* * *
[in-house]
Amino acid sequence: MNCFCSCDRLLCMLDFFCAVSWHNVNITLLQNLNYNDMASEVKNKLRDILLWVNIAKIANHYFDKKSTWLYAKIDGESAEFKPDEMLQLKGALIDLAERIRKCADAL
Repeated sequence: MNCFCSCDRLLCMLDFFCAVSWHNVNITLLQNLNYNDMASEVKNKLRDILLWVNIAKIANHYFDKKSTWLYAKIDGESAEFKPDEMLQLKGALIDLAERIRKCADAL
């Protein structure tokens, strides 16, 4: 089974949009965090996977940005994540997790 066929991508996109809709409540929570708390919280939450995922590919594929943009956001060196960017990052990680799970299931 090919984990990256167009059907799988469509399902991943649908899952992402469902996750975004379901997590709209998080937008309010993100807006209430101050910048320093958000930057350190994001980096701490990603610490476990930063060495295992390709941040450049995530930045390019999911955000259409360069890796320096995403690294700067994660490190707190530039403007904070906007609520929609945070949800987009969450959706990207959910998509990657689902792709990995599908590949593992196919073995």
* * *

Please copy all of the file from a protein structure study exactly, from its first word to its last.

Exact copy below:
[in-house]
Amino acid sequence: MNCFCSCDRLLCMLDFFCAVSWHNVNITLLQNLNYNDMASEVKNKLRDILLWVNIAKIANHYFDKKSTWLYAKIDGESAEFKPDEMLQLKGALIDLAERIRKCADAL
Repeated sequence: MNCFCSCDRLLCMLDFFCAVSWHNVNITLLQNLNYNDMASEVKNKLRDILLWVNIAKIANHYFDKKSTWLYAKIDGESAEFKPDEMLQLKGALIDLAERIRKCADAL
């Protein structure tokens, strides 16, 4: 089974949009965090996977940005994540997790 066929991508996109809709409540929570708390919280939450995922590919594929943009956001060196960017990052990680799970299931 090919984990990256167009059907799988469509399902991943649908899952992402469902996750975004379901997590709209998080937008309010993100807006209430101050910048320093958000930057350190994001980096701490990603610490476990930063060495295992390709941040450049995530930045390019999911955000259409360069890796320096995403690294700067994660490190707190530039403007904070906007609520929609945070949800987009969450959706990207959910998509990657689902792709990995599908590949593992196919073995």